The Real Difference Between the Numbers
In the past few years, the FDA has taken steps to clear up any confusion about what SPF numbers stand for, and what companies can claim on the label of their sunscreens. After much research of our own, we've found that a combination of Zinc Oxide and Titanium Dioxide contains protection from both UVA and UVB rays, which is what Broad Spectrum protection refers to, and coupled with our other all natural ingredients, we have a product that is good for your skin in a variety of ways..
To put it simply, UVA rays cause early aging and are potentially cancerous, and UVB rays cause sunburn and are potentially cancerous.
The best way to keep your skin as safe as possible is to look for a sunscreen that says it delivers UVA/UVB protection or Broad Spectrum protection both of which are recognized by the FDA for containing ingredients capable of reflecting or absorbing the damaging rays.
Sunscreens with Zinc and Titanium are know as physical sunscreens because the minerals actually reflect the harmful rays, preventing them from getting through to your skin. These types of sunscreens will last as long as they are not wiped, sweat, or washed off because they do not lose their effectiveness.
Chemical sunscreens must be applied to the skin before exposure to the sun because they need to be absorbed into the surface of your skin. Once absorbed into your skin, they work by absorbing sunrays and then converting the energy to heat. Depending on where you do your research, it is sometimes thought that chemical sunscreens can negatively effect your endocrine system, and potentially facilitate growth of cancer. Sounds kinda backwards doesn't it?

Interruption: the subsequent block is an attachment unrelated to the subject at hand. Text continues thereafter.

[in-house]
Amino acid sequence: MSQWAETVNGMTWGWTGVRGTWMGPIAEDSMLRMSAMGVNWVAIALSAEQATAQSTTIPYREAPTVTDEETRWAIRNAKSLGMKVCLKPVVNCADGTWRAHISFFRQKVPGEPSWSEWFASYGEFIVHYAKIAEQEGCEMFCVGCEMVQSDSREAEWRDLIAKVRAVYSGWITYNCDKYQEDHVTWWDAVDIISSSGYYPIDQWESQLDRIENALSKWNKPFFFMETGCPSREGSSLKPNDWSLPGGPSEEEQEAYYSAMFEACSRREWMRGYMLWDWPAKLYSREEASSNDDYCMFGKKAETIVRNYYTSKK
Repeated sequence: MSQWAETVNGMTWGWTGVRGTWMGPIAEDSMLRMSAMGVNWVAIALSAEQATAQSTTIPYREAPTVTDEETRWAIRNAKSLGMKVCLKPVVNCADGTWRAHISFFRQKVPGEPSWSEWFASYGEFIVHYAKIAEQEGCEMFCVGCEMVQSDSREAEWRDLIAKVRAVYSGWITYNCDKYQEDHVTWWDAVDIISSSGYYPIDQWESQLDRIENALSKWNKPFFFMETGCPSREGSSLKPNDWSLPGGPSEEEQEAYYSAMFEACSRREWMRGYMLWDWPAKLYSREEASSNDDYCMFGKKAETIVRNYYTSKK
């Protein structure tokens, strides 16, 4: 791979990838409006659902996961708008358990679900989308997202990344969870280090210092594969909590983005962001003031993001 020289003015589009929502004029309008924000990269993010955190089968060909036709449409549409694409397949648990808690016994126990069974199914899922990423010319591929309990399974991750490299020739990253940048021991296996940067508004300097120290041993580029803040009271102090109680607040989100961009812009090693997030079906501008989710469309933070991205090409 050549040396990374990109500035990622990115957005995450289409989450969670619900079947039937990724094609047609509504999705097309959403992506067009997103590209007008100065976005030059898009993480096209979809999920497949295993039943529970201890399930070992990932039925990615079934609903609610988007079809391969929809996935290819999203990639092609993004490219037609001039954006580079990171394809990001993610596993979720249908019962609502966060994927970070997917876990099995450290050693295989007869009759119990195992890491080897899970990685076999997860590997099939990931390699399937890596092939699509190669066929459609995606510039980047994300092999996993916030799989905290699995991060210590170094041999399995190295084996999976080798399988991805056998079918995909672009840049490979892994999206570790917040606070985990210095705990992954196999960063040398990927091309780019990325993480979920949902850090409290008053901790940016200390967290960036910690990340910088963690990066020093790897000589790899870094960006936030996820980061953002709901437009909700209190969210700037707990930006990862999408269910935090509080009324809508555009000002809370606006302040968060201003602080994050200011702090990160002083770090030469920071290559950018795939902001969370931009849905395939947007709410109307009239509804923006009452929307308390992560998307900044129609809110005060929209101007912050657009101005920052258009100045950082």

All sunscreens are susceptible to wearing off, but Hippo Sweat has been tested for the maximum amount of time required for water/sweat resistance. The sunscreen is applied to a test area on a willing subject, and then they are submerged in a room temperature whirlpool spa for 80 minutes. Then the area is tested for UVA and UVB resistance to get their final SPF and Broad Spectrum numbers.
Here is where the numbers game come into play. SPF stands for Sun Protection Factor, and the SPF is determined by the amount of time you can spend in the sun before you get burned compared to how long it would take you to get sun burned without sunscreen. For example, if you were using a sunscreen with 15 SPF, you would be able to stay in the sun 15 times longer than you normally could without being burned. If it normally takes 20 minutes for you to burn without sunscreen, multiply that by 15 and you get 300 minutes before the burn.
Now the interesting part. Of course we all know that there are many different types of sunscreen, but how different are they really? Take the chart above into consideration as far as SPF protection, and maybe it will be a little easier for you to choose your next sunscreen based on what you want to put on your skin, and not what the numbers want you to think.